Those who remained needed to find a new line of activity. The solution was potentially even more lucrative than gambling. The well-equipped nature of the compounds suggests a professional, white-collar environment. That means law enforcement agencies have been slow to recognize the reality of cyber slavery, Salam told an online briefing on May 17. “It seems like a cool situation.”
The reality is quite different. The compound managers teach the scammers how to create the right kind of online profile to lure their victims. The idea is not to portray a fictional partner who is flashy and wealthy, but rather hard-working, reliable, caring and solvent. Between April and September 2022, Salam was sold four times to different cyber scam operations. He worked in three different compounds, all of which had security guards. Many of these guards had military training, and some of the slaves were also forced to work as guards.
Salam had his passport confiscated, was not allowed outside the compounds, worked for 18 hours a day and never had a day off. Some of the female slaves were sexually exploited, he said. “It was a very terrible situation,” he told the briefing. “In fact it’s a new form of modern slavery.” About 95% of the people who work in the compounds are being forced to do so, he said. Salam now works as Survivor Empowerment Officer at HRC.
Foreign governments need to do more to support rescued cyber slaves, Ling Li, a researcher on modern slavery at the University of Liverpool, told the briefing. She cited the case of a 16-year old girl from China with a violent father and a baby. She was trafficked after trying to run away from home, and believed her boyfriend who said they would be able to start a new life in Cambodia.
Ling Li supported the girl for months out of her own pocket after she was rescued, enabling her to get back to China. The girl ended up back at home with her violent father. Her last message to Ling Li was to explain that her father had taken the baby away.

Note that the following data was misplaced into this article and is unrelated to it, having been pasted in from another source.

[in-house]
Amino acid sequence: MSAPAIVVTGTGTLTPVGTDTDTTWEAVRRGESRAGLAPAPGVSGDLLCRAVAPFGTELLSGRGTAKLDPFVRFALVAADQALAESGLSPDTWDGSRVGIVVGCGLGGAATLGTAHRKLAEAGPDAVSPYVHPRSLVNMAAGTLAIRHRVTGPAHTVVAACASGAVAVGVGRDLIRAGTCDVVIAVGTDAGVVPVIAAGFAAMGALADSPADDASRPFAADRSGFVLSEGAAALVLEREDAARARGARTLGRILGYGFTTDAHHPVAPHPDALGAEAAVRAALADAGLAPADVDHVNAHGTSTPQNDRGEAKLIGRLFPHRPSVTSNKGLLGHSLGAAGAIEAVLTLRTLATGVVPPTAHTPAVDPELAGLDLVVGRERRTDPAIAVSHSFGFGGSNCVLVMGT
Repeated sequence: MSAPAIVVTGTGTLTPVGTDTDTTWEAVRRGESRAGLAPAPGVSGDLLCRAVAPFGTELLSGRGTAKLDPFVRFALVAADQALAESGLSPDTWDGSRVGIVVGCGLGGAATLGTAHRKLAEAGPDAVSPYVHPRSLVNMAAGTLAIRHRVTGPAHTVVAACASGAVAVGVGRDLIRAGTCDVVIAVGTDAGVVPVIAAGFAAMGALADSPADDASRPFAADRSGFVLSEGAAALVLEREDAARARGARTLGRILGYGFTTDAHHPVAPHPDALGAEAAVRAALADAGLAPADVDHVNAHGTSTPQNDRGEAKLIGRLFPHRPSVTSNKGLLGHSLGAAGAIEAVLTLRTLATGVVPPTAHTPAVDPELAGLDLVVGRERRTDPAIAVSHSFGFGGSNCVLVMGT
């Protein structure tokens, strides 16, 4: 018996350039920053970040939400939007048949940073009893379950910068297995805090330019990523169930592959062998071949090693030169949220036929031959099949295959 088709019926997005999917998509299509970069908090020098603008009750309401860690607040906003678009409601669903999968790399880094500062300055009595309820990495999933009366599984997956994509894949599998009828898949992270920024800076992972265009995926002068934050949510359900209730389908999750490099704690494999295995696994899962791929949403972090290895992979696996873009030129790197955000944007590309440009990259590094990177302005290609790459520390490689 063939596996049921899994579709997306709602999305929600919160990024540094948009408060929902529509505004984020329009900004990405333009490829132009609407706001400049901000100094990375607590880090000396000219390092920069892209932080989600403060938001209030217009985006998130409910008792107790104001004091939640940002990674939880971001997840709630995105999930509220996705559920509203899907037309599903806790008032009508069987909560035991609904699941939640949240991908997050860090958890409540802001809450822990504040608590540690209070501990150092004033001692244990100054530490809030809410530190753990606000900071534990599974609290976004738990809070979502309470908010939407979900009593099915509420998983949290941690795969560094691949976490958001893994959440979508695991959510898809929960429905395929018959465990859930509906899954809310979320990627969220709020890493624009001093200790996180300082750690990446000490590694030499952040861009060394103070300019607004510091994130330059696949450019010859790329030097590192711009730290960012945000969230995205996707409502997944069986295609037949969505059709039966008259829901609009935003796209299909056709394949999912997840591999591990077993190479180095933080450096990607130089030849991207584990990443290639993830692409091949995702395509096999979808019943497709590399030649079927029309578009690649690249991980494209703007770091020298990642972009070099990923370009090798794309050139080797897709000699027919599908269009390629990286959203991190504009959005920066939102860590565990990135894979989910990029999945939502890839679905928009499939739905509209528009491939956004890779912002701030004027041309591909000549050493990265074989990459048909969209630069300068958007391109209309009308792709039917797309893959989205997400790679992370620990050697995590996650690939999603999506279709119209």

The official Cambodian response to the problem oscillates between denial and sporadic attempts at action. A BBC documentary in April was dismissed by the Preah Sihanouk provincial administration in Cambodia as “baseless,” though the administration did not deny the validity of the footage. HRC says there is evidence that some Cambodian government officials and police are directly involved in selling victims. Chiang says that Cambodian government corruption extends right to the top.
Part of the problem is the Chinese tendency to view the cyber slaves as criminals who have left the country illegally. There is an increased Chinese government awareness of the problem, and China has tried to crack down on the compounds in Myanmar with limited success, Ling Li said. The police in Myanmar don’t have a good understanding of the problem, and rescue attempts are often hindered by communication difficulties, with many victims speaking Chinese dialects rather than Mandarin, she said.
Once released, cyber slaves in Myanmar and Cambodia are being charged with offences in violation of the internationally accepted legal principle of “non punishment” for offences committed under duress, Valentina Casulli, project officer at HRC, told the briefing. “Victim survivors need to be treated as experts on this crime,” rather than facing further punishment, Casulli said. There have even been reports of Cambodian police extracting further money from slaves once they have been rescued.
Taiwanese investigators have provided a lead that other countries need to follow. By October 2022, Taiwanese police had investigated and prosecuted more than 100 cases of Taiwanese human trafficking groups involved in luring and sending victims to scamming compounds in Myanmar and Cambodia, arresting more than 280 criminals.
Author: David Whitehouse
David Whitehouse is a freelance journalist in Paris.